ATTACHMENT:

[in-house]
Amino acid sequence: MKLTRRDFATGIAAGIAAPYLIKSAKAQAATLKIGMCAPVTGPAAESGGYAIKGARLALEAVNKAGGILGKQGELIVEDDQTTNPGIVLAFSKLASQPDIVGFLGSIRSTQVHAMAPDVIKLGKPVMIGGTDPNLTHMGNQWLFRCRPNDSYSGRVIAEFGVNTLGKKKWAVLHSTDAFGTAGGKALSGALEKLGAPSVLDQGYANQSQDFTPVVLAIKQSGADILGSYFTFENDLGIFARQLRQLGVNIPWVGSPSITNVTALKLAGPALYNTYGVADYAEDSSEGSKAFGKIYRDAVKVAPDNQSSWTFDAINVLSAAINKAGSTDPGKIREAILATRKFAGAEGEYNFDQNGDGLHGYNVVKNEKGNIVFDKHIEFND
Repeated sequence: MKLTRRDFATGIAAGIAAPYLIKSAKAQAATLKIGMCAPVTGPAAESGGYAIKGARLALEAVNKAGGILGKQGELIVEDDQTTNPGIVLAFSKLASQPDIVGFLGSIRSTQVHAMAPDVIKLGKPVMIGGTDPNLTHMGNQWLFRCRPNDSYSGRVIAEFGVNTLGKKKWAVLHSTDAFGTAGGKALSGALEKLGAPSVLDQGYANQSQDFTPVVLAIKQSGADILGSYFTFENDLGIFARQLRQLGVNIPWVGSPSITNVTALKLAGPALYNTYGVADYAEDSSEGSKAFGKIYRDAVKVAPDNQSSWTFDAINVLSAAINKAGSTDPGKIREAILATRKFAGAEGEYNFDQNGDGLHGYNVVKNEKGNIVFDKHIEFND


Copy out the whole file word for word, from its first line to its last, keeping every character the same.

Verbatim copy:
[in-house]
Amino acid sequence: MKLTRRDFATGIAAGIAAPYLIKSAKAQAATLKIGMCAPVTGPAAESGGYAIKGARLALEAVNKAGGILGKQGELIVEDDQTTNPGIVLAFSKLASQPDIVGFLGSIRSTQVHAMAPDVIKLGKPVMIGGTDPNLTHMGNQWLFRCRPNDSYSGRVIAEFGVNTLGKKKWAVLHSTDAFGTAGGKALSGALEKLGAPSVLDQGYANQSQDFTPVVLAIKQSGADILGSYFTFENDLGIFARQLRQLGVNIPWVGSPSITNVTALKLAGPALYNTYGVADYAEDSSEGSKAFGKIYRDAVKVAPDNQSSWTFDAINVLSAAINKAGSTDPGKIREAILATRKFAGAEGEYNFDQNGDGLHGYNVVKNEKGNIVFDKHIEFND
Repeated sequence: MKLTRRDFATGIAAGIAAPYLIKSAKAQAATLKIGMCAPVTGPAAESGGYAIKGARLALEAVNKAGGILGKQGELIVEDDQTTNPGIVLAFSKLASQPDIVGFLGSIRSTQVHAMAPDVIKLGKPVMIGGTDPNLTHMGNQWLFRCRPNDSYSGRVIAEFGVNTLGKKKWAVLHSTDAFGTAGGKALSGALEKLGAPSVLDQGYANQSQDFTPVVLAIKQSGADILGSYFTFENDLGIFARQLRQLGVNIPWVGSPSITNVTALKLAGPALYNTYGVADYAEDSSEGSKAFGKIYRDAVKVAPDNQSSWTFDAINVLSAAINKAGSTDPGKIREAILATRKFAGAEGEYNFDQNGDGLHGYNVVKNEKGNIVFDKHIEFND